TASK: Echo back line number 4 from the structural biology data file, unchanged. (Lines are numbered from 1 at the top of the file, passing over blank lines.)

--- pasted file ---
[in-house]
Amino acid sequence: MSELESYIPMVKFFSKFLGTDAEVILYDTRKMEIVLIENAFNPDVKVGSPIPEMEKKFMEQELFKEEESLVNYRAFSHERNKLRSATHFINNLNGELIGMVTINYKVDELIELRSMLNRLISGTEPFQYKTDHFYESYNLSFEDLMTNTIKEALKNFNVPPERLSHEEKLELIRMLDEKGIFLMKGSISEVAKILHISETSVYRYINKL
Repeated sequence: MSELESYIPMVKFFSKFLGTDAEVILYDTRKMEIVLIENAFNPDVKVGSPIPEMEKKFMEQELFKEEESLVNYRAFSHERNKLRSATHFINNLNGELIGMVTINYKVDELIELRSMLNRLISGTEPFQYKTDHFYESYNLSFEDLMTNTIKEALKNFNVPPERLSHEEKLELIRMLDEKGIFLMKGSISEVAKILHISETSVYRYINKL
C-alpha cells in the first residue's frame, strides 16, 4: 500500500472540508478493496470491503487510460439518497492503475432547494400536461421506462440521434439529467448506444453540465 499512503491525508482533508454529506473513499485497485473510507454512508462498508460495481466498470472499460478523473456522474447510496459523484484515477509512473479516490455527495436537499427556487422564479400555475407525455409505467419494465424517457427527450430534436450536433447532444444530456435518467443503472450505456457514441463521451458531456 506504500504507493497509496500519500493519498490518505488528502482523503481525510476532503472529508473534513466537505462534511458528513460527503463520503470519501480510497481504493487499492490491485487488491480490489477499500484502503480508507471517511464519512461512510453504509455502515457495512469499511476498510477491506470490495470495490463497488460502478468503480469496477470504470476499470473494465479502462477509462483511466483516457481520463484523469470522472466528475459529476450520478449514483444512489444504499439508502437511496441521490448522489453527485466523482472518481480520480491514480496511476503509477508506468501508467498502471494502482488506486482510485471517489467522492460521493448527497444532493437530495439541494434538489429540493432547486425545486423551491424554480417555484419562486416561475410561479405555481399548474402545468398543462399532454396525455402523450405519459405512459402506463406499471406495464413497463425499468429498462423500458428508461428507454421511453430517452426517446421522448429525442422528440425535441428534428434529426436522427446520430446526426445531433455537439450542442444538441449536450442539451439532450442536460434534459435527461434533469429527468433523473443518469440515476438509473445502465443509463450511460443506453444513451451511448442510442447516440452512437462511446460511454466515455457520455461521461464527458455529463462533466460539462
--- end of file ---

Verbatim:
C-alpha cells in the first residue's frame, strides 16, 4: 500500500472540508478493496470491503487510460439518497492503475432547494400536461421506462440521434439529467448506444453540465 499512503491525508482533508454529506473513499485497485473510507454512508462498508460495481466498470472499460478523473456522474447510496459523484484515477509512473479516490455527495436537499427556487422564479400555475407525455409505467419494465424517457427527450430534436450536433447532444444530456435518467443503472450505456457514441463521451458531456 506504500504507493497509496500519500493519498490518505488528502482523503481525510476532503472529508473534513466537505462534511458528513460527503463520503470519501480510497481504493487499492490491485487488491480490489477499500484502503480508507471517511464519512461512510453504509455502515457495512469499511476498510477491506470490495470495490463497488460502478468503480469496477470504470476499470473494465479502462477509462483511466483516457481520463484523469470522472466528475459529476450520478449514483444512489444504499439508502437511496441521490448522489453527485466523482472518481480520480491514480496511476503509477508506468501508467498502471494502482488506486482510485471517489467522492460521493448527497444532493437530495439541494434538489429540493432547486425545486423551491424554480417555484419562486416561475410561479405555481399548474402545468398543462399532454396525455402523450405519459405512459402506463406499471406495464413497463425499468429498462423500458428508461428507454421511453430517452426517446421522448429525442422528440425535441428534428434529426436522427446520430446526426445531433455537439450542442444538441449536450442539451439532450442536460434534459435527461434533469429527468433523473443518469440515476438509473445502465443509463450511460443506453444513451451511448442510442447516440452512437462511446460511454466515455457520455461521461464527458455529463462533466460539462